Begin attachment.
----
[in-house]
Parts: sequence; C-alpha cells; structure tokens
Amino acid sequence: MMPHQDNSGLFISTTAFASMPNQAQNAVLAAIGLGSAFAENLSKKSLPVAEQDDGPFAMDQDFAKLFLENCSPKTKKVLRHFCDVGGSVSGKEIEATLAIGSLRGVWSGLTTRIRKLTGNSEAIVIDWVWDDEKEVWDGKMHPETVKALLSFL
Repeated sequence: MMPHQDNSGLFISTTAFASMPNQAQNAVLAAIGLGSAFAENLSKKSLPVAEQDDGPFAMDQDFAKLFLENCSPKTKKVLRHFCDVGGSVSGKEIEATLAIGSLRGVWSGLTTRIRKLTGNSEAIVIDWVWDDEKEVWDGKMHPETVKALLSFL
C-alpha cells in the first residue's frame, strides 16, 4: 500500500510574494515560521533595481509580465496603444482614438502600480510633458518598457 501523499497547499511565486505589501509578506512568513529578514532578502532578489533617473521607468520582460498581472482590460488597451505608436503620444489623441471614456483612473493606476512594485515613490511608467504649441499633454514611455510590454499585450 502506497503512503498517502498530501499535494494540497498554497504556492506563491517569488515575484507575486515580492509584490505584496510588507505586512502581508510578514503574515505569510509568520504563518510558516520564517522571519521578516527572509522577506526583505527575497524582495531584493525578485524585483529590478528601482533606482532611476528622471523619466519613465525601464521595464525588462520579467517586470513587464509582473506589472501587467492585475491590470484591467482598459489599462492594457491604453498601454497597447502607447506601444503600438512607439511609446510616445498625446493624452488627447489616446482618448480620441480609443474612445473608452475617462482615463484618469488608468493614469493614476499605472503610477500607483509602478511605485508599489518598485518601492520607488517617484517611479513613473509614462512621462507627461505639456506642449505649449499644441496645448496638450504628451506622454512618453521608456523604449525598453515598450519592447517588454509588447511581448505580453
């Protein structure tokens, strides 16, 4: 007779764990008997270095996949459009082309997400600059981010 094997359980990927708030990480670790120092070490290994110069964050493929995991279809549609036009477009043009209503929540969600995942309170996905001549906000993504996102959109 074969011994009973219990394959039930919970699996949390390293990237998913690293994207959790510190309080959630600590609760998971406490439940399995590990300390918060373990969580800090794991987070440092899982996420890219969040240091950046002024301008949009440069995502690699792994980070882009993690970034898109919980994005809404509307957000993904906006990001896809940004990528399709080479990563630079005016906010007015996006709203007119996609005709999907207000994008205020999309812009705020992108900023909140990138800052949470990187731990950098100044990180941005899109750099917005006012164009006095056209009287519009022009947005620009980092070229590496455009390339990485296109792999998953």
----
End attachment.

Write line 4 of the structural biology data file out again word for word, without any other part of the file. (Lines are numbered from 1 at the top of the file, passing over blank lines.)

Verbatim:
Repeated sequence: MMPHQDNSGLFISTTAFASMPNQAQNAVLAAIGLGSAFAENLSKKSLPVAEQDDGPFAMDQDFAKLFLENCSPKTKKVLRHFCDVGGSVSGKEIEATLAIGSLRGVWSGLTTRIRKLTGNSEAIVIDWVWDDEKEVWDGKMHPETVKALLSFL